“Painterly realism of a boy with a knapsack color masses in the 4th dimension,” Kazimir Malevich (1915)
The “luminous essence of nature” was composed, for Robert Delaunay, of two fundamental things: light and color. Sunlight falling on a patch of grass, for instance, reveals the color green. But the color green is, in the standard color theory of Delaunay’s time, a mixture of the primary colors blue and yellow. So, a study of the color green becomes a study in the primary relationships between the colors that make up our visual experience of the world. Delaunay’s early paintings are such color studies. Blocks of primary and secondary colors bump up against one another in primal shapes and forms. These are the building blocks of the world we experience in normal life. You could almost say that Delaunay is playing God, messing around with the foundational stuff of the universe to uncover fundamental truths. It is not so surprising, then, that Malevich says of his own studies in light and shape and color that, “Every real form is a world. And any plastic surface is more alive than a (drawn or painted) face from which stares a pair of eyes and a smile.”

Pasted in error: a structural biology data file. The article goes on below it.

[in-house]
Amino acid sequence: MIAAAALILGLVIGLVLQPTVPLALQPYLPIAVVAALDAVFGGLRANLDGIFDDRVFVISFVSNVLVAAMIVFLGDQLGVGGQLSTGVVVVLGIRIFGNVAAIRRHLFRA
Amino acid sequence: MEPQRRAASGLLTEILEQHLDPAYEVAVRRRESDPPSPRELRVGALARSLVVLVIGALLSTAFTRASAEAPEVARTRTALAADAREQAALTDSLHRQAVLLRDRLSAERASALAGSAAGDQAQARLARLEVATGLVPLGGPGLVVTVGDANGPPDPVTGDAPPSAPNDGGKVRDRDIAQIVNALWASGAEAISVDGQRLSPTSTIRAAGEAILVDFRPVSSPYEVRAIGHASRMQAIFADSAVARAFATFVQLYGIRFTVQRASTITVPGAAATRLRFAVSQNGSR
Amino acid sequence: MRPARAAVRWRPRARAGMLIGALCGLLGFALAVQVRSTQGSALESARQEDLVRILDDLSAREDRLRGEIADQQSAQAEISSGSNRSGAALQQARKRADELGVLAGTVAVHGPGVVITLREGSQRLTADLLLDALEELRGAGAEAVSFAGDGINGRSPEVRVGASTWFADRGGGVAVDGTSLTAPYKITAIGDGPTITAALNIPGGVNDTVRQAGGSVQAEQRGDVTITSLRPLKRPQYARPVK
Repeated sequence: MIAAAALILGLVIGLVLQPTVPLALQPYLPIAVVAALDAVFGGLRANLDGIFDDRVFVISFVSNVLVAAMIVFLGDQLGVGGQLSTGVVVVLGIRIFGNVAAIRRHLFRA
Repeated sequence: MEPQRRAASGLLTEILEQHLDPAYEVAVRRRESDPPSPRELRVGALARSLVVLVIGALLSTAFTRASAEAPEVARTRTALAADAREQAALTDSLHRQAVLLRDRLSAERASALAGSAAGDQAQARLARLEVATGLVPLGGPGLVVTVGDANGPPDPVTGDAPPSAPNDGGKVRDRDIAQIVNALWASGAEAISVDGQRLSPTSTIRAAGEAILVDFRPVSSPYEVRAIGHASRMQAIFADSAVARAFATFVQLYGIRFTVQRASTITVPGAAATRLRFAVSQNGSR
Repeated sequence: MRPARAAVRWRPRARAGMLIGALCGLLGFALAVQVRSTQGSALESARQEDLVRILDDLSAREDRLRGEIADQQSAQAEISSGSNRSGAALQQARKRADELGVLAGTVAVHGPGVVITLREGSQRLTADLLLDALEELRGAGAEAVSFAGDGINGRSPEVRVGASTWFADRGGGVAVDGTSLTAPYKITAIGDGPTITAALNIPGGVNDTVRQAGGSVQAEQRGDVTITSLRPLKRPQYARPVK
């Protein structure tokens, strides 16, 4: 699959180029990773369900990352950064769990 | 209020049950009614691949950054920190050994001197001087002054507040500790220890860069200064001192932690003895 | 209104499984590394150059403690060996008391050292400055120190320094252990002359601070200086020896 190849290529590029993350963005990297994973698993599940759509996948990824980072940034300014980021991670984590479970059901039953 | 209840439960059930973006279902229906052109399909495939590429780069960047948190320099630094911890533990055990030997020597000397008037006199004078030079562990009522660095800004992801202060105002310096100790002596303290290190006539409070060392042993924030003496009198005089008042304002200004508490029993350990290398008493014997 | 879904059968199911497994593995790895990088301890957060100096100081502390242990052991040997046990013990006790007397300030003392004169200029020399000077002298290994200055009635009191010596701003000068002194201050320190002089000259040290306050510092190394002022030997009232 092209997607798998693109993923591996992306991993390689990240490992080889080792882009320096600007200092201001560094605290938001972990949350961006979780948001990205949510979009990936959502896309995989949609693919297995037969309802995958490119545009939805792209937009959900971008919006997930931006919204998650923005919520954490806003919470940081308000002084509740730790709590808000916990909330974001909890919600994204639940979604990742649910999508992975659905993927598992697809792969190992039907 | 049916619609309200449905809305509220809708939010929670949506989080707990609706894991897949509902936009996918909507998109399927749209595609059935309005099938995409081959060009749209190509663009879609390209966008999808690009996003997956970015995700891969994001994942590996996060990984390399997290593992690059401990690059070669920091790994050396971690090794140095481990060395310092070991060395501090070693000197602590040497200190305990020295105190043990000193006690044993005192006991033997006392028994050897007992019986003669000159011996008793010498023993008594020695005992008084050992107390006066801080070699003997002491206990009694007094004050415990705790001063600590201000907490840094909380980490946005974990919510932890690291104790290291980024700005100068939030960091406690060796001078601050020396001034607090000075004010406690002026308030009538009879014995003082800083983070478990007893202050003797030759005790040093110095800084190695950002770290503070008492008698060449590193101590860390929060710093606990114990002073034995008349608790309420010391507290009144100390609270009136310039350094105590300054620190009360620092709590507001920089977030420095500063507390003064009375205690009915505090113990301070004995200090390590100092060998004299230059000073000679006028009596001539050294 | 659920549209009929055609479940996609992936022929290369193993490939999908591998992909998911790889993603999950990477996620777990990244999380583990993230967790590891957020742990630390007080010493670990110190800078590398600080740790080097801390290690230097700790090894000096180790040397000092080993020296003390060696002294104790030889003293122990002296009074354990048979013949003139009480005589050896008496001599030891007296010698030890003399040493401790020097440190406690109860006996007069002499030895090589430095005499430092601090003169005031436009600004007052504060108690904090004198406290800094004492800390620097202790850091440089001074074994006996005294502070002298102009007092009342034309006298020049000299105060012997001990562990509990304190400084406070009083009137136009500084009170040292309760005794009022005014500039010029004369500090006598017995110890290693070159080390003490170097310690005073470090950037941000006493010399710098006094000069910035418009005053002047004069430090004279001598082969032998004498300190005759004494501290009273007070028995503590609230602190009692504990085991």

For this reason, it could be argued that the most important precursor to abstract painting was not any painter or school of painting, but a man named Ogden Rood. Rood was a physicist interested in color theory. In 1879, Rood wrote a book called Modern Chromatics, with Applications to Art and Industry. Rood pointed out that our perception of colors in all their variance and blending is actually the result of bits of contrasting primary color very close to one another. We think we are seeing green, but we are actually seeing the effect of a contrast between blue and yellow (there were important debates at the time as to whether the primary colors were red, yellow, and blue, or red, green and blue but the essential point about contrast and blending were the same). Neo-Impressionists like Seurat developed this insight in the late 19th century into the techniques of pointillism. Seurat was able to create entire canvases of tiny unconnected dots. From a short distance, the human eye picks up the contrasts in the color and blends them together to create a coherent scene. What up close is merely an unconnected chaos of colored dots becomes, from a few feet away, the scene of a Sunday afternoon on the Island of La Grande Jatte.